99.99 bits is currently equal to $1.63 USD.
---8<---------------------------------------------------------------
Post by David A. Harding via bitcoin-dev
- Microbitcoins trains users to understand SI prefixes, allowing them to
easily migrate from one prefix to the next. This will be important
when bitcoin prices rise to $10M USD[1] and the bits denomination has
the same problems the millibitcoin denomination has now, but it's also
useful in the short term when interacting with users who make very
large payments (bitcoin-scale) or very small payments
(nanobitcoin-scale).[2] Maybe a table of scale can emphasize this
--------------- --------------
BTC BTC
mBTC mBTC
bits µBTC
nBTC nBTC
I wouldn't expect people to type out µBTC. I think the best you can
hope for here is uBTC. As for saying "microbitcoins", I can virtually
guarantee that this will be abbreviated to "microbits" and/or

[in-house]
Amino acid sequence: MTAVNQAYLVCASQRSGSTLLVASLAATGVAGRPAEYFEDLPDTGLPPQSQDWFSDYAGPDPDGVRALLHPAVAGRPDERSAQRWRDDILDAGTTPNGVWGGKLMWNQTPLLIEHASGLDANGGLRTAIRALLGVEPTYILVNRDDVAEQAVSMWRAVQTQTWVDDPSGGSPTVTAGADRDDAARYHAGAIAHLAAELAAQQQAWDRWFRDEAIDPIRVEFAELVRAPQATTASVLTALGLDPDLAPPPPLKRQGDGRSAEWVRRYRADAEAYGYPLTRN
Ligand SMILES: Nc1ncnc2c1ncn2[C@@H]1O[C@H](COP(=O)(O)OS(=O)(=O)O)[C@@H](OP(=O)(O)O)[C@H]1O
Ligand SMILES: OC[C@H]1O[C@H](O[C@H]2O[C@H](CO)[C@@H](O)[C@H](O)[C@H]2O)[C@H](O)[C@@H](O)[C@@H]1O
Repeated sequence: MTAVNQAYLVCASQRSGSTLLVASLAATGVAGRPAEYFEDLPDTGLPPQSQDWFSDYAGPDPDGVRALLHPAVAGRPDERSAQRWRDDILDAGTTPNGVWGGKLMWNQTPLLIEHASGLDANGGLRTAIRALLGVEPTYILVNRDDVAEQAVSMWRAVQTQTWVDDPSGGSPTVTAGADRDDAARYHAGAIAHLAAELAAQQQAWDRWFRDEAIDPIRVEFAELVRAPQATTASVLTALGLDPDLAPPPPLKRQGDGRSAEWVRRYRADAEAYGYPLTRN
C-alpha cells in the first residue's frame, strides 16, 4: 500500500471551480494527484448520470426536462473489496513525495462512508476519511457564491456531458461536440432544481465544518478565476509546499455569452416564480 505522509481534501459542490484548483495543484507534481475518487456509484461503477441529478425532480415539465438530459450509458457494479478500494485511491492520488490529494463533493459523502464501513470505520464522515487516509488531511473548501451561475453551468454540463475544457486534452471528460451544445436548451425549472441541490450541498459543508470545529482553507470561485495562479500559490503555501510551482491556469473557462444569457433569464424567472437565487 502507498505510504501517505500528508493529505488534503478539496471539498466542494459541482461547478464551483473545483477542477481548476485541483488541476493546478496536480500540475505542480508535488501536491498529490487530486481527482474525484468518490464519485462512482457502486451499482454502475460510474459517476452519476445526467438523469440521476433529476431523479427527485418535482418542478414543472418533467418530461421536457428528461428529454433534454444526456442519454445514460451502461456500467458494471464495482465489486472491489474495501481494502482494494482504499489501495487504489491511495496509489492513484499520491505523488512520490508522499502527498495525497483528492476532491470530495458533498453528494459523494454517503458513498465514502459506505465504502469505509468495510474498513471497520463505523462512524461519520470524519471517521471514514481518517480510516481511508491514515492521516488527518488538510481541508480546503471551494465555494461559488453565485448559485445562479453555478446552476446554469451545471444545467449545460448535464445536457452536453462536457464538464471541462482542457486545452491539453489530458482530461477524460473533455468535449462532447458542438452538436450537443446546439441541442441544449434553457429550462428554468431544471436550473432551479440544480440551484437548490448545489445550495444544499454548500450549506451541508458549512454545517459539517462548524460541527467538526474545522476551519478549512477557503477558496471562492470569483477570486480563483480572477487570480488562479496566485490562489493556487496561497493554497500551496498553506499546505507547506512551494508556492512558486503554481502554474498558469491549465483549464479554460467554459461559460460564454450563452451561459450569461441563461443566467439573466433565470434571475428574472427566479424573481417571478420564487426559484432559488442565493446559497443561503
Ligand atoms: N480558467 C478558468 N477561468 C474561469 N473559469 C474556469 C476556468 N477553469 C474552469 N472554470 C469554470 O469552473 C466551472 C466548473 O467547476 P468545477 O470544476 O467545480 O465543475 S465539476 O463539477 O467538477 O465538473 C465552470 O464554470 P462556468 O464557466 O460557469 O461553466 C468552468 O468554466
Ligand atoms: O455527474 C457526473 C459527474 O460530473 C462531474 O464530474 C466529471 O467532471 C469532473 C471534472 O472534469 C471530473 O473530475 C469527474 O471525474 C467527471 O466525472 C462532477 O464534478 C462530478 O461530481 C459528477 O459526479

eventually "bits" anyway. Bits and sats.
Post by David A. Harding via bitcoin-dev
[1] A rise in price to $10M doesn't require huge levels of growth---it
only requires time under the assumption that a percentage of bitcoins will
be lost every year due to wallet mishaps, failure to inherit bitcoins,
and other issues that remove bitcoins from circulation. In other words,
it's important to remember that Bitcoin is expected to become a
deflationary currency and plan accordingly.
[2] Although Bitcoin does not currently support committed
nanobitcoin-scale payments in the block chain, it can be supported in a
variety of ways by offchain systems---including (it is hypothesized)
trustless systems based on probabilistic payments.
Thanks,
-Dave
_______________________________________________
bitcoin-dev mailing list
https://lists.linuxfoundation.org/mailman/listinfo/bitcoin-dev
Natanael via bitcoin-dev
2017-12-14 22:01:09 UTC
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Reposting /u/BashCo's post on reddit here, for visibility:

---8<---------------------------------------------------------------
Post by David A. Harding via bitcoin-dev
Before anyone says 'bits' are too confusing because it's a computer
science term, here's a list of homonyms [https://en.wikipedia.org/
wiki/List_of_true_homonyms] that you use every day. Homonyms are fine